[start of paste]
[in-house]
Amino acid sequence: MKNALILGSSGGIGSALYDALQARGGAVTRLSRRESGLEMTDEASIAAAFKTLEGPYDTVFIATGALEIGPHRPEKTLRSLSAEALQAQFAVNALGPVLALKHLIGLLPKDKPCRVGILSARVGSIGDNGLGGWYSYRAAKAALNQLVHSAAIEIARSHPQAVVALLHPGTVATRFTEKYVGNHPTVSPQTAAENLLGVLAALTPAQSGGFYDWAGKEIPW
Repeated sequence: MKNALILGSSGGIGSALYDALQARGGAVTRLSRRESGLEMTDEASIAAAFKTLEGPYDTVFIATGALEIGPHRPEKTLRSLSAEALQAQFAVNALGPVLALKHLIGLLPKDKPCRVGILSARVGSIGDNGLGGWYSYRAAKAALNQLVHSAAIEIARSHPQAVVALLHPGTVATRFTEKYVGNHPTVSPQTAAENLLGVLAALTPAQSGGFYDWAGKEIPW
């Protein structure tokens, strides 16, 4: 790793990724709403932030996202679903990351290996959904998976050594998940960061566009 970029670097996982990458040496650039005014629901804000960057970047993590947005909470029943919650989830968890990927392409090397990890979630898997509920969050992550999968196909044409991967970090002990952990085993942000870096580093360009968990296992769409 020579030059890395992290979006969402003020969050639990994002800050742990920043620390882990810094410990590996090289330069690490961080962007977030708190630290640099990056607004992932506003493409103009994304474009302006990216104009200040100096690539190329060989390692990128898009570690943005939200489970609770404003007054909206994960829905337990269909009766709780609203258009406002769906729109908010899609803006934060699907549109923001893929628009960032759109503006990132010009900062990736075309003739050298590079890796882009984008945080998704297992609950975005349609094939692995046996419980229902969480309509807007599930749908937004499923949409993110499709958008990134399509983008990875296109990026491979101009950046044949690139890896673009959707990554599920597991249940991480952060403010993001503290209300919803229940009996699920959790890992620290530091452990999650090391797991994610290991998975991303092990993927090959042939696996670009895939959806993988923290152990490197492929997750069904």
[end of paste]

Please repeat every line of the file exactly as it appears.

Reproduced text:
[in-house]
Amino acid sequence: MKNALILGSSGGIGSALYDALQARGGAVTRLSRRESGLEMTDEASIAAAFKTLEGPYDTVFIATGALEIGPHRPEKTLRSLSAEALQAQFAVNALGPVLALKHLIGLLPKDKPCRVGILSARVGSIGDNGLGGWYSYRAAKAALNQLVHSAAIEIARSHPQAVVALLHPGTVATRFTEKYVGNHPTVSPQTAAENLLGVLAALTPAQSGGFYDWAGKEIPW
Repeated sequence: MKNALILGSSGGIGSALYDALQARGGAVTRLSRRESGLEMTDEASIAAAFKTLEGPYDTVFIATGALEIGPHRPEKTLRSLSAEALQAQFAVNALGPVLALKHLIGLLPKDKPCRVGILSARVGSIGDNGLGGWYSYRAAKAALNQLVHSAAIEIARSHPQAVVALLHPGTVATRFTEKYVGNHPTVSPQTAAENLLGVLAALTPAQSGGFYDWAGKEIPW
């Protein structure tokens, strides 16, 4: 790793990724709403932030996202679903990351290996959904998976050594998940960061566009 970029670097996982990458040496650039005014629901804000960057970047993590947005909470029943919650989830968890990927392409090397990890979630898997509920969050992550999968196909044409991967970090002990952990085993942000870096580093360009968990296992769409 020579030059890395992290979006969402003020969050639990994002800050742990920043620390882990810094410990590996090289330069690490961080962007977030708190630290640099990056607004992932506003493409103009994304474009302006990216104009200040100096690539190329060989390692990128898009570690943005939200489970609770404003007054909206994960829905337990269909009766709780609203258009406002769906729109908010899609803006934060699907549109923001893929628009960032759109503006990132010009900062990736075309003739050298590079890796882009984008945080998704297992609950975005349609094939692995046996419980229902969480309509807007599930749908937004499923949409993110499709958008990134399509983008990875296109990026491979101009950046044949690139890896673009959707990554599920597991249940991480952060403010993001503290209300919803229940009996699920959790890992620290530091452990999650090391797991994610290991998975991303092990993927090959042939696996670009895939959806993988923290152990490197492929997750069904």